Quote Originally Posted by TerryR View Post
    I don't see a wheel or sled type depth control working - the bottom of most of the ditch is very irregular. It's got a pretty good grade, and half of it is rip-rapped with 6 to 8" stone with lots of drop-offs around that size. I don't see a way to avoid manual depth control.

    Terry

    I have numerous tree groves that make driving the tractor with leaf vac around in impractical. What i do is use a backpack blower to blow the leaves into a pretty large pile, then lay my 17' hose extension at the edge of the pile and use a rake to keep feeding the leaves into the suction tube which handles them as fast as I can feed it. Once I get to the point there's too little to rake into the tube, I then manually use the suction tube with shoulder strap to clean up what's left. I find this most efficient for large areas where I can't load the trailer vac via the mowing deck hook up.
    Chris

    2 acres and a mule, er, Kubota BX25, and too many other toys,er, tools to list.

  7. #27
    Elite Member Gittyup's Avatar
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    Kioti CK25 Shuttle Shift, loaded tires, JD X739

    Default Re: PTO Leaf Vac?

    Quote Originally Posted by TerryR View Post
    I don't see a wheel or sled type depth control working - the bottom of most of the ditch is very irregular. It's got a pretty good grade, and half of it is rip-rapped with 6 to 8" stone with lots of drop-offs around that size. I don't see a way to avoid manual depth control.

    Terry
    I was suggesting something that would float on the ground, rising as needed on its own, or even raised by the operator on occasion. In the case of rip-rap, obviously a wheel wouldn't work, unless it could be set back far enough so as not to be in the rocks. But, I think a large, smooth trapazoid shaped "foot" might. It would have to be large enough and shaped so as to slide across the rocks and not hang up on them. Or, again kept back out of the rocks. Rip-rap is a tough problem, for sure. I have some of that and I'm sure glad I don't have to clean it out very often. Maybe a blower first would be what you'd need to get them out of the rocks first.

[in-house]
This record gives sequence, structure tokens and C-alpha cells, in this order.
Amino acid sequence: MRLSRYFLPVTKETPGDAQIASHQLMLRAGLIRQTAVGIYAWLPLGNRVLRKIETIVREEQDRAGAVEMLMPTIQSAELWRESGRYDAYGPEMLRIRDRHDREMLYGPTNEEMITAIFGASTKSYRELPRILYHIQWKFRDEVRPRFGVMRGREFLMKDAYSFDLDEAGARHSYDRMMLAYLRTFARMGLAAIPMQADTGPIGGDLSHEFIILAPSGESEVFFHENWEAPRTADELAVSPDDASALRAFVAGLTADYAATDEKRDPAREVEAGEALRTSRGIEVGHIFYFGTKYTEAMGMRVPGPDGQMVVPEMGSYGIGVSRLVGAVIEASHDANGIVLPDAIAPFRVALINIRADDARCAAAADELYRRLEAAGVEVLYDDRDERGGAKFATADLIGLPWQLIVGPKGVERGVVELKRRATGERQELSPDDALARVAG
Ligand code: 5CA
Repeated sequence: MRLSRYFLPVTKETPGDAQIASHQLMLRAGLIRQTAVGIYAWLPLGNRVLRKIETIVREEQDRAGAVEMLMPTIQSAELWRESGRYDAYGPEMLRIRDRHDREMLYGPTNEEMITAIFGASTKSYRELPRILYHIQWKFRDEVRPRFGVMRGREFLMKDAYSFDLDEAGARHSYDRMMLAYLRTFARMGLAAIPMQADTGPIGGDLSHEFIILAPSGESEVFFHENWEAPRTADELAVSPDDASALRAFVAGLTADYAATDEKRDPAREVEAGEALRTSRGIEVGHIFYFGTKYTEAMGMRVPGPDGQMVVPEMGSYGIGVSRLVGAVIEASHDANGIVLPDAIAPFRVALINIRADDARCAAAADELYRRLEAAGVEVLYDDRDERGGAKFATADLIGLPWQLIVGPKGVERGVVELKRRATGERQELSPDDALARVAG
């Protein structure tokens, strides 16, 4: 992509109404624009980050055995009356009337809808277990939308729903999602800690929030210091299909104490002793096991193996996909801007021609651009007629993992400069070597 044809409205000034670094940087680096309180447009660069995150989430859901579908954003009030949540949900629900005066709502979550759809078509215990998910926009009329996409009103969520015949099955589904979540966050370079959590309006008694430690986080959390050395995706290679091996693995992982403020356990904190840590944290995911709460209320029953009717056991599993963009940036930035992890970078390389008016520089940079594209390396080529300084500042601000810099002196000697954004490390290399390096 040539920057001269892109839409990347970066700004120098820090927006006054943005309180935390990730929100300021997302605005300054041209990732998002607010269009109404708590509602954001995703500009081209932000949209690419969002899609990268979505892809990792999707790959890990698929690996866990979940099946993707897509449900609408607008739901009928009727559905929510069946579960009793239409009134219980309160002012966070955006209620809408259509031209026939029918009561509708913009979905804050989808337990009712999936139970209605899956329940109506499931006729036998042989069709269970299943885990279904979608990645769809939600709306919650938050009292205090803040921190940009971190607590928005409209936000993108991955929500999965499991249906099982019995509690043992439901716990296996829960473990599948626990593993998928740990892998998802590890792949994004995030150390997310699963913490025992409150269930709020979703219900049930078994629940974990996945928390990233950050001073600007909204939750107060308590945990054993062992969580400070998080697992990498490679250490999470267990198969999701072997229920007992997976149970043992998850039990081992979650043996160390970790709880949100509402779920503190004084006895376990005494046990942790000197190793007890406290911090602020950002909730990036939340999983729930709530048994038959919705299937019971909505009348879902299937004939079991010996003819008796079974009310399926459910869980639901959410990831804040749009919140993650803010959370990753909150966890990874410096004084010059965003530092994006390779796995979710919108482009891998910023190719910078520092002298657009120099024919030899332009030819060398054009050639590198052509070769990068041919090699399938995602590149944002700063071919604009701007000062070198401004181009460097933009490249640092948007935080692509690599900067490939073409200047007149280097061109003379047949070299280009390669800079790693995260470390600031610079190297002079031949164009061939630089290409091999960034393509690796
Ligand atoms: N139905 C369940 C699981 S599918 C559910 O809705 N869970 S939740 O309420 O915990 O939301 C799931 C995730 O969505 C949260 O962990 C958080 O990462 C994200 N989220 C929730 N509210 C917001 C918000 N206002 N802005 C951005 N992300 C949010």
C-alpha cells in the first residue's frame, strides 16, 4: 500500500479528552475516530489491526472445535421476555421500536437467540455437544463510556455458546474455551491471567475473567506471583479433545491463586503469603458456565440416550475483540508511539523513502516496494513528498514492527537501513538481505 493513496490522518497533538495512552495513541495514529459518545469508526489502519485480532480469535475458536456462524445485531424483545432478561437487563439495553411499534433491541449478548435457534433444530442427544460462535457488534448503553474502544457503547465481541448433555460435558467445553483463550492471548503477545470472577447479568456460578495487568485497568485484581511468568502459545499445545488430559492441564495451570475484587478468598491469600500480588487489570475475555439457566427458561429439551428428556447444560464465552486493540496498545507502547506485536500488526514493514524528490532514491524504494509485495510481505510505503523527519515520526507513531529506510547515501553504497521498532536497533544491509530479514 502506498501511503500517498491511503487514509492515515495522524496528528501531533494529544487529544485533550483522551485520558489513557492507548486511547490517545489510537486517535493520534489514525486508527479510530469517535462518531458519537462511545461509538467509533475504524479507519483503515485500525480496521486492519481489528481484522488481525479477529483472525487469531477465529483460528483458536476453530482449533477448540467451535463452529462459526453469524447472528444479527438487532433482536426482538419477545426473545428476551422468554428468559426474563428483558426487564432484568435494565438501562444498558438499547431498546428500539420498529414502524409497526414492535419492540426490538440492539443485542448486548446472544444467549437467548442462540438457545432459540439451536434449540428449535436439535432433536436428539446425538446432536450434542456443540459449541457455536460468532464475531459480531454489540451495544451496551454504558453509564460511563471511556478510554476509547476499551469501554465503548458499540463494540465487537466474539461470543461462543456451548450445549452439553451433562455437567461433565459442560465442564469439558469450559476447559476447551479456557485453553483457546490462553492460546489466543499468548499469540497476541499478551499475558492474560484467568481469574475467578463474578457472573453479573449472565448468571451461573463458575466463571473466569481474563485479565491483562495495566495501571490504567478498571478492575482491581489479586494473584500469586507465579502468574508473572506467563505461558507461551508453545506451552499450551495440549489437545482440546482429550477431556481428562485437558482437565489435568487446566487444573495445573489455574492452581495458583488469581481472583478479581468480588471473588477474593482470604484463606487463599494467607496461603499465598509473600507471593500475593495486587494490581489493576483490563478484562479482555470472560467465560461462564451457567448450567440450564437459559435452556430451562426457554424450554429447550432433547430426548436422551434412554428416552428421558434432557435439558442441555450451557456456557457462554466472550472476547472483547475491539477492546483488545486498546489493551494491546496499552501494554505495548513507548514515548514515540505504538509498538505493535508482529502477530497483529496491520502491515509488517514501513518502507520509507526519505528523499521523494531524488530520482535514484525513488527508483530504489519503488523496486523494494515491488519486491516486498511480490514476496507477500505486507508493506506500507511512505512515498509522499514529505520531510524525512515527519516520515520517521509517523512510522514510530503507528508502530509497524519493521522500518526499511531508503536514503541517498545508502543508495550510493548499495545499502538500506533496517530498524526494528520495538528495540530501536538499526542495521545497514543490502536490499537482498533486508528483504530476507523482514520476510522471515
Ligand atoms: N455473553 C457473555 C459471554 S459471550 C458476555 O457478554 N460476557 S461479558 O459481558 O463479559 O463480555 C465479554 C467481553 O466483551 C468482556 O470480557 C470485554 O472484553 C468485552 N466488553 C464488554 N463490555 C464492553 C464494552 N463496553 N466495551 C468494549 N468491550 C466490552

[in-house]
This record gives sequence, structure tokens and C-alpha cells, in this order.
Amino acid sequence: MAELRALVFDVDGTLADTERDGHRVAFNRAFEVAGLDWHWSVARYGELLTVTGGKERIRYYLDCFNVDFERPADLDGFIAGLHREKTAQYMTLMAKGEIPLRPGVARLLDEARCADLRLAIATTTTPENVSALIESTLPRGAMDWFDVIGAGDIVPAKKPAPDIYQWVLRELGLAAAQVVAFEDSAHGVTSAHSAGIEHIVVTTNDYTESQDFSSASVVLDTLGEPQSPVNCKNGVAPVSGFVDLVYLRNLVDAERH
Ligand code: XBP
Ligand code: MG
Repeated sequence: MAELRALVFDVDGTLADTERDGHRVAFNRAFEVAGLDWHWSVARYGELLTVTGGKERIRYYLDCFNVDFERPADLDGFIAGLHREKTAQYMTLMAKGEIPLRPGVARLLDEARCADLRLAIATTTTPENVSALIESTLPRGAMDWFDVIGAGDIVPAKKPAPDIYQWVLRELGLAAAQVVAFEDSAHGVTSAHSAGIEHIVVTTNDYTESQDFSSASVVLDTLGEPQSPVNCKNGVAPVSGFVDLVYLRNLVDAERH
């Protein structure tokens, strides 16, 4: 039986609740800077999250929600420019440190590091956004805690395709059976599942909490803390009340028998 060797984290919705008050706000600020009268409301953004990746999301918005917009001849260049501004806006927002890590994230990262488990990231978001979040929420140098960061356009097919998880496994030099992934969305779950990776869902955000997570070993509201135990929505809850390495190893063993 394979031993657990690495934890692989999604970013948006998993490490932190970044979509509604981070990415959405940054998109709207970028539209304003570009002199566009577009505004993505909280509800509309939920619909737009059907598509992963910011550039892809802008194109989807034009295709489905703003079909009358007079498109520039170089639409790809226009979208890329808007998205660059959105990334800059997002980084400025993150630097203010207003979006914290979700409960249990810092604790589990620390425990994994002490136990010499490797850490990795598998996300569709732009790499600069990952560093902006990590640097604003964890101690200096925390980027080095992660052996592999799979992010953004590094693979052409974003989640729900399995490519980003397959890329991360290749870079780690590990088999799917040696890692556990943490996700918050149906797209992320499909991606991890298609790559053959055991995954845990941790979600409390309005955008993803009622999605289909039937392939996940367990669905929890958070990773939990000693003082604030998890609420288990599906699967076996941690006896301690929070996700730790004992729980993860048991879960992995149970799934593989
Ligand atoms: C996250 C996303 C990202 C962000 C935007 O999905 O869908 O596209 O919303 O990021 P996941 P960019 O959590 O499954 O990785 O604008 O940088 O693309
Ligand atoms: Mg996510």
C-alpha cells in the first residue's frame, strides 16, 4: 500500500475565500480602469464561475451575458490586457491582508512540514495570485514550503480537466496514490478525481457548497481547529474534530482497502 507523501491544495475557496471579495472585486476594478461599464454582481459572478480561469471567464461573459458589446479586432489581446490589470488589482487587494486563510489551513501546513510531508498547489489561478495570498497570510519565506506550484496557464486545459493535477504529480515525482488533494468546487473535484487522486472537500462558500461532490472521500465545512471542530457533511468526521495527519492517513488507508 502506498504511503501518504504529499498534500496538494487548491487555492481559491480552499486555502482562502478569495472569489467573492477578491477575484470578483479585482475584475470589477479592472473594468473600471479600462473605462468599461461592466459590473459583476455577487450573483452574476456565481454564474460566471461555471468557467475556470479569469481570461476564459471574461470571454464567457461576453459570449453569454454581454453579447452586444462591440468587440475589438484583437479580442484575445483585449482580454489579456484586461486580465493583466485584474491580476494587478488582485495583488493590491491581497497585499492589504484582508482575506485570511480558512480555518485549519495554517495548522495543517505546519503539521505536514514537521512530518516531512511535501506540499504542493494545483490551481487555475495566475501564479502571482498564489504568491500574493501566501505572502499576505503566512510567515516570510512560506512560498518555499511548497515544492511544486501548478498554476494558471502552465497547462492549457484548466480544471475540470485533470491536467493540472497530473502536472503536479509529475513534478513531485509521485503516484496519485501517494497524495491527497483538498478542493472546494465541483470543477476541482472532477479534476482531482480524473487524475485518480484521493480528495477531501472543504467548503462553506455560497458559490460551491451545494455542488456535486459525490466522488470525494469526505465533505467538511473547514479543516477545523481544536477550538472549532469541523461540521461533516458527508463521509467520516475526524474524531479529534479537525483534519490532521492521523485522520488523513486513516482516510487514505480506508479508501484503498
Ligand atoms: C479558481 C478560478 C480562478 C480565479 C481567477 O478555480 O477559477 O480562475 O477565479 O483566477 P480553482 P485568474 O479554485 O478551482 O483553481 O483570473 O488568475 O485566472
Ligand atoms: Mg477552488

8. #28
    Gold Member TerryR's Avatar
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    Default Re: PTO Leaf Vac?

    Quote Originally Posted by yankeerider View Post
    Finally, I think avoiding "another engine to maintain", which I read on this site a lot, is much ado over nothing. One oil change per year and make sure it has fresh gas is pretty much all the two Briggs engines (leaf vac and log splitter) and Tecumseh (Ariens snowblower) get and they give me no trouble.
    Jerry,

    After thinking about this I find you have clarified the issue of getting "another engine" very well for me, though probably not in the way you might have expected.

    As I said before, I've changed the oil once in the generator I've had for 10 years. It only runs maybe 5 hours most years, but no doubt should be changed a lot more often.

    I've had a DR string trimmer on wheels for maybe 8 years, and I don't remember ever changing the oil in it. It probably runs 30 to 50 hrs. a year. I did change the air filter after I used it on a side-hill so steep the oil came up the crankcase vent and saturated the filter so badly it fouled the plug.

    I bought a wood splitter a year and a half ago with a separate engine after failing to find a pto model and getting the drift that running one off the tractor hydraulics wasn't very satisfactory. Since it's only a little more than a year old the fact that its oil hasn't been changed doesn't really count.

    My push lawn mower doesn't count since I've not used it in five years.

    Clearly, the failure to spend an hour a year isn't rational. And I "get" that a lot of folks enjoy keeping their equipment in good shape. But some of us don't. Avoiding "another engine" isn't about avoiding that maintenance - we're not going to do it anyway. It's about not feeling guilty about failing to do it, and not having to worry about whether we either ran the fuel tank dry or added stabilizer to it. For us, the extra cost of a PTO unit (because you can't find them used, or make use of some of the other cost saving ideas raised in this thread) is well worth it.